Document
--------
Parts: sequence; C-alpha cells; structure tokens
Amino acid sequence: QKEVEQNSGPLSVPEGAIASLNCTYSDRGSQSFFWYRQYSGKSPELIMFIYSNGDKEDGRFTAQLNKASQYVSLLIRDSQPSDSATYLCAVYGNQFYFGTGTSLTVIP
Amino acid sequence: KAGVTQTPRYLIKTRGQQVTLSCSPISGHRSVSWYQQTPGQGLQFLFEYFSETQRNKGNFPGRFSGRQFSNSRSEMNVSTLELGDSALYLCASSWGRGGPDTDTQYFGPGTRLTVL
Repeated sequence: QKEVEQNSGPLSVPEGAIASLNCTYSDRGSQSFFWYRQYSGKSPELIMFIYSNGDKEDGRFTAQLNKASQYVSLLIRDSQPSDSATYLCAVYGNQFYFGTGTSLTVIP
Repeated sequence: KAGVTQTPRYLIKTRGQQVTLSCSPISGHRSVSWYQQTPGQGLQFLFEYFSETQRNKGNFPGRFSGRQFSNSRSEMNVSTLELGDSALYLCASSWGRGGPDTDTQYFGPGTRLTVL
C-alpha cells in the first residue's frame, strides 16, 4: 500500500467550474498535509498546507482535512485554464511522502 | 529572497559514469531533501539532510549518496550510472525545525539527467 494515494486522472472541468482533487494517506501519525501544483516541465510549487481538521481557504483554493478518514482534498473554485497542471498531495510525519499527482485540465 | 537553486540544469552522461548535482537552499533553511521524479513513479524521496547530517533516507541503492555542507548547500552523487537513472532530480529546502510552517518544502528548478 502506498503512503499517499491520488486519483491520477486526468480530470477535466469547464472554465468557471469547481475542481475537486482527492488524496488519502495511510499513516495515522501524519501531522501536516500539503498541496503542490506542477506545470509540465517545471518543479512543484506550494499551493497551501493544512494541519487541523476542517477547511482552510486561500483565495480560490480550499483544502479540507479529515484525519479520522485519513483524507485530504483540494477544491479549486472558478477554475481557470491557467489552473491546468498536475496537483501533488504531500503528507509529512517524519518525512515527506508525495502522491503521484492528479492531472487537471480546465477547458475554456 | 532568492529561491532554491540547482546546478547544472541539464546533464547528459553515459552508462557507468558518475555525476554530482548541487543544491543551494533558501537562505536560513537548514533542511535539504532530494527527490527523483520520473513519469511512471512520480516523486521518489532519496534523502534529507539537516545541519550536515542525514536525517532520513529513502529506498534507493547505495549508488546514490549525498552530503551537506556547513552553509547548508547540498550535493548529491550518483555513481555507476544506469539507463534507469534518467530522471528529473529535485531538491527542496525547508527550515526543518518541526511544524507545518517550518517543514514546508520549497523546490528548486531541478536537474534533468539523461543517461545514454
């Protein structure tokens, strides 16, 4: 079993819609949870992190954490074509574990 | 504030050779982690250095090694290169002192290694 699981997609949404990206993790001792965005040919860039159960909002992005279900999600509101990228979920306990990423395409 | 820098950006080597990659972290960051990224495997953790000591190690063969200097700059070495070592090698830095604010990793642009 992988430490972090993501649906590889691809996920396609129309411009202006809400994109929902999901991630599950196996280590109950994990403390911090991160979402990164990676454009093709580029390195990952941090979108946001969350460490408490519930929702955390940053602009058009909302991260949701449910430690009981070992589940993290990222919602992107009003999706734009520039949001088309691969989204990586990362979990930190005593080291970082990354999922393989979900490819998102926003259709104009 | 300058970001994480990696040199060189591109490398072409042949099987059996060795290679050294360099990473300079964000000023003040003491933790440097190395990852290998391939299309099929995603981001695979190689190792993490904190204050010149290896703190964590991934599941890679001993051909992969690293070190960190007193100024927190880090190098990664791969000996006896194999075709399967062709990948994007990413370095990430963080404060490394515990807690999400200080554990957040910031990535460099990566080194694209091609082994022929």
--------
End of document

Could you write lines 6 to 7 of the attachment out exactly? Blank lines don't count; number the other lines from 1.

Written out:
C-alpha cells in the first residue's frame, strides 16, 4: 500500500467550474498535509498546507482535512485554464511522502 | 529572497559514469531533501539532510549518496550510472525545525539527467 494515494486522472472541468482533487494517506501519525501544483516541465510549487481538521481557504483554493478518514482534498473554485497542471498531495510525519499527482485540465 | 537553486540544469552522461548535482537552499533553511521524479513513479524521496547530517533516507541503492555542507548547500552523487537513472532530480529546502510552517518544502528548478 502506498503512503499517499491520488486519483491520477486526468480530470477535466469547464472554465468557471469547481475542481475537486482527492488524496488519502495511510499513516495515522501524519501531522501536516500539503498541496503542490506542477506545470509540465517545471518543479512543484506550494499551493497551501493544512494541519487541523476542517477547511482552510486561500483565495480560490480550499483544502479540507479529515484525519479520522485519513483524507485530504483540494477544491479549486472558478477554475481557470491557467489552473491546468498536475496537483501533488504531500503528507509529512517524519518525512515527506508525495502522491503521484492528479492531472487537471480546465477547458475554456 | 532568492529561491532554491540547482546546478547544472541539464546533464547528459553515459552508462557507468558518475555525476554530482548541487543544491543551494533558501537562505536560513537548514533542511535539504532530494527527490527523483520520473513519469511512471512520480516523486521518489532519496534523502534529507539537516545541519550536515542525514536525517532520513529513502529506498534507493547505495549508488546514490549525498552530503551537506556547513552553509547548508547540498550535493548529491550518483555513481555507476544506469539507463534507469534518467530522471528529473529535485531538491527542496525547508527550515526543518518541526511544524507545518517550518517543514514546508520549497523546490528548486531541478536537474534533468539523461543517461545514454
């Protein structure tokens, strides 16, 4: 079993819609949870992190954490074509574990 | 504030050779982690250095090694290169002192290694 699981997609949404990206993790001792965005040919860039159960909002992005279900999600509101990228979920306990990423395409 | 820098950006080597990659972290960051990224495997953790000591190690063969200097700059070495070592090698830095604010990793642009 992988430490972090993501649906590889691809996920396609129309411009202006809400994109929902999901991630599950196996280590109950994990403390911090991160979402990164990676454009093709580029390195990952941090979108946001969350460490408490519930929702955390940053602009058009909302991260949701449910430690009981070992589940993290990222919602992107009003999706734009520039949001088309691969989204990586990362979990930190005593080291970082990354999922393989979900490819998102926003259709104009 | 300058970001994480990696040199060189591109490398072409042949099987059996060795290679050294360099990473300079964000000023003040003491933790440097190395990852290998391939299309099929995603981001695979190689190792993490904190204050010149290896703190964590991934599941890679001993051909992969690293070190960190007193100024927190880090190098990664791969000996006896194999075709399967062709990948994007990413370095990430963080404060490394515990807690999400200080554990957040910031990535460099990566080194694209091609082994022929």